GM Fuel Pump Control Strategy
GM has advanced their fuel pump control over the years for the better, moving away from relying on a traditional mechanical regulator to control pressure and making environmental assumptions about operating conditions. Lucky for us, newer vehicles all use an actual fuel pressure sensor now so the ECM can calculate effective injector pressure in real time. If you're already lost, I'd suggest heading back to the archive and finding the "Fuel Pressure Explained" entry.
Unfortunately, there's no shortage of misinformation/assumptions/confusion about how GM handles this control. This article aims to de-mystify the process in the hopes that tuners out there (yes, you, even though you don't want to admit you didn't know this) can properly get everything working.
We will start with the basics which begins with the communication between the ECM and the FSCM (newer vehicles don't even have a FSCM anymore but rather a slave pump driver, and the FSCM logic has been moved into the ECM itself). These modules communicate over CAN (a whole other topic) to transmit data back and forth. For what we are concerned with, only a few parameters really matter. The ECM transmits to the FSCM two important values which are fuel flow rate and requested pressure. The FSCM, in response, sends back gauge fuel pressure (there's a catch to this... the FSCM measures absolute pressure, not gauge, and uses barometric pressure received over CAN to convert to gauge pressure). The ECM consequently uses this to then calculate injector delta pressure, and the rest is history.
Now let's break down the information sent from the ECM. We will start with fuel flow rate. This is a calculation based on the ECM's air flow measurement/calculation as well as commanded air/fuel ratio. This value is important because the ECM uses it to determine which fuel mode to operate in (Low Flow, Normal Flow, or High Flow). It also serves as a starting point for the FSCM's feed forward control of pump duty cycle, aka how hard to drive the pump before the trimming loop fine tunes it. For reference, this is table [FSCM] 6997 in the FSCM calibration.
The next important piece of information that the ECM sends to the FSCM is the requested fuel pressure. These values are completely based on the current operating mode for fuel flow, so it would be wise to educate yourself on how low/normal/high are triggered based on fuel flow rate! This value also happens to be the other base component of the feed forward table for the base pump duty cycle. For those with a DSX C7 aux pump, special attention should be paid here because this is how the CAN controller determines when to activate the aux pump. If you're savvy enough to play with flow modes, you can activate the aux pump at the perfect point when the stock in-tank pump begins to fall off.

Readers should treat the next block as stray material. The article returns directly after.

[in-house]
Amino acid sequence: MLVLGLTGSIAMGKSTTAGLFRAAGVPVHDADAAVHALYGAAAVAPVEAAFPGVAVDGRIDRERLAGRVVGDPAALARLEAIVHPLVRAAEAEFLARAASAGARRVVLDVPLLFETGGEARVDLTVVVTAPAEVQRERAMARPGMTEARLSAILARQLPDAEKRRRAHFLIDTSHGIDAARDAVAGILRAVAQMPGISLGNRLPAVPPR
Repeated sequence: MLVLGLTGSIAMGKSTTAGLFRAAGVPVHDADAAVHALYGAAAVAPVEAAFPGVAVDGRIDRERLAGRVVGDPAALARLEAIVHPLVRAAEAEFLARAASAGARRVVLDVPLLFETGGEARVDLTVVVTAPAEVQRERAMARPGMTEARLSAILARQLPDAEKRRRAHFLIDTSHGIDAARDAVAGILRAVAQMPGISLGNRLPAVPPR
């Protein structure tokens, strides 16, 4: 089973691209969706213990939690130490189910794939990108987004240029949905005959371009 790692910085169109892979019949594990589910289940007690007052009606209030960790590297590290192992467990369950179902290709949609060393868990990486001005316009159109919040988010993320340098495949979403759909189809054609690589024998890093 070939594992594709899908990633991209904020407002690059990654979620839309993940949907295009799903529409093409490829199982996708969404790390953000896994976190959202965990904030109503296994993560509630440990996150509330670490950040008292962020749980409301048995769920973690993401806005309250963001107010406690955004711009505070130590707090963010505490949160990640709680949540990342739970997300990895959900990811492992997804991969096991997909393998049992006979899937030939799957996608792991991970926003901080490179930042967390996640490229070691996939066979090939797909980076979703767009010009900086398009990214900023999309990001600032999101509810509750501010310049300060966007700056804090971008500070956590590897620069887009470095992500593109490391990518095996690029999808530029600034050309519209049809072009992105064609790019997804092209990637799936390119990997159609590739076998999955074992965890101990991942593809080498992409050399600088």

The FSCM now has all the information it needs, and all it has to do is run the pump and send back pressure, right? Close. Reading and reporting pressure is pretty basic, so we won't dwell on that too much. Instead, we are going to consider a couple of specific tables that the FSCM uses for its own sanity check before it really decides what to do with the fuel pump.
The most important table that is almost always neglected by the less informed is [FSCM] 6994 - Maximum Desired Pressure. For a few vehicles (namely fifth gen Camaros and the SS Sedans), this table is crippling when trying to use an aux pump if it is not addressed. No matter what you do, the FSCM is going to fight to drop fuel pressure even if you're asking for 500kPa... unless you raise this table. When the FSCM gets a request for the ECM, the first thing it does is check against this table, and if this table has a lower value, it will trump the ECM request. As a followup to this table, [FSCM] 6995 - Regulation Pressure should be raised as well for good measure. Once you fix these, you'll notice that suddenly you can actually reach the pressure you're asking for. As a rule of thumb, DSX Tuning does not recommend raising these tables beyond 600kPa (and we don't recommend requesting more than 500kPa of pressure as the pumps just don't like to operate there except for C6 ZR1 brushless pumps).
There's a lesser known table that can also impact how the fuel pressure responds to an aux pump kicking on. A lot of people will notice a huge over correction as the FSCM tries to bring fuel pressure down to where it should be. It will undershoot, then come back up. You can compensate for this with [FSCM] 6999 - Minimum Fuel Pump DC. This table takes some playing with, and we don't have a set recommendation for where to end up. Sometimes you need to do the heavy lifting yourself.
As far as DTCs are concerned, the big one to disable is P2635. This is considered a nuisance code, though there is a common misconception about what triggers it. It is not based on actual pressure vs expected pressure but rather actual pump duty cycle vs expected pump duty cycle. With an aux pump, the FSCM has no idea that some extra source of fuel supply exists, so this code can trigger. We recommend simply setting it to No Error Reported.
If you made it this far, congratulations... you should now be equipped to properly make a GM active fuel system comply with your expectations.